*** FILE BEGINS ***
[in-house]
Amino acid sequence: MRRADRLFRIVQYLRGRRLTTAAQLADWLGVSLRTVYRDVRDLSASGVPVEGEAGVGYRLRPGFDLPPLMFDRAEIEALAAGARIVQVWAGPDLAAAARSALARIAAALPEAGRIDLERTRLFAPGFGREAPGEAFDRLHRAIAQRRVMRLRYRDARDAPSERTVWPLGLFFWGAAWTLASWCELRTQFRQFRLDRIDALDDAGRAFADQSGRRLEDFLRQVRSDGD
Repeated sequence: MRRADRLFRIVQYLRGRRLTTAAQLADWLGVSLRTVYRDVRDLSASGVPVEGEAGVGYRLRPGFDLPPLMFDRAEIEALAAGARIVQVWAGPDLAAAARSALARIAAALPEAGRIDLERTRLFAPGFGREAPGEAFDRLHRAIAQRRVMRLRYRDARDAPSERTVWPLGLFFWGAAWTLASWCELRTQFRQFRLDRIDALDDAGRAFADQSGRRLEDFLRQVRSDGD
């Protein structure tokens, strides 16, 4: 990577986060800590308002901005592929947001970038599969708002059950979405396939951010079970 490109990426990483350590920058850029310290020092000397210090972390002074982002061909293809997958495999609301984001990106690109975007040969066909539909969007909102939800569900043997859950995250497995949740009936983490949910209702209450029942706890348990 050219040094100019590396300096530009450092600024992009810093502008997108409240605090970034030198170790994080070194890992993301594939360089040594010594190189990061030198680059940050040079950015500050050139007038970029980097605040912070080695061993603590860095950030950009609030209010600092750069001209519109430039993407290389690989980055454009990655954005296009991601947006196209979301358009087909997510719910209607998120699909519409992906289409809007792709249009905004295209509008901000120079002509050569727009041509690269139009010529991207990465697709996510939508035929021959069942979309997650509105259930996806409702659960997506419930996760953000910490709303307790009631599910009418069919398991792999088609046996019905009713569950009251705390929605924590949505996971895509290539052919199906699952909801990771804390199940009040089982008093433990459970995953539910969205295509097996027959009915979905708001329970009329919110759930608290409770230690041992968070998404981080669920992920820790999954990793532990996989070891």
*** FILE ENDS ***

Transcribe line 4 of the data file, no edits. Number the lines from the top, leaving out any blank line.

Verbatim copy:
């Protein structure tokens, strides 16, 4: 990577986060800590308002901005592929947001970038599969708002059950979405396939951010079970 490109990426990483350590920058850029310290020092000397210090972390002074982002061909293809997958495999609301984001990106690109975007040969066909539909969007909102939800569900043997859950995250497995949740009936983490949910209702209450029942706890348990 050219040094100019590396300096530009450092600024992009810093502008997108409240605090970034030198170790994080070194890992993301594939360089040594010594190189990061030198680059940050040079950015500050050139007038970029980097605040912070080695061993603590860095950030950009609030209010600092750069001209519109430039993407290389690989980055454009990655954005296009991601947006196209979301358009087909997510719910209607998120699909519409992906289409809007792709249009905004295209509008901000120079002509050569727009041509690269139009010529991207990465697709996510939508035929021959069942979309997650509105259930996806409702659960997506419930996760953000910490709303307790009631599910009418069919398991792999088609046996019905009713569950009251705390929605924590949505996971895509290539052919199906699952909801990771804390199940009040089982008093433990459970995953539910969205295509097996027959009915979905708001329970009329919110759930608290409770230690041992968070998404981080669920992920820790999954990793532990996989070891």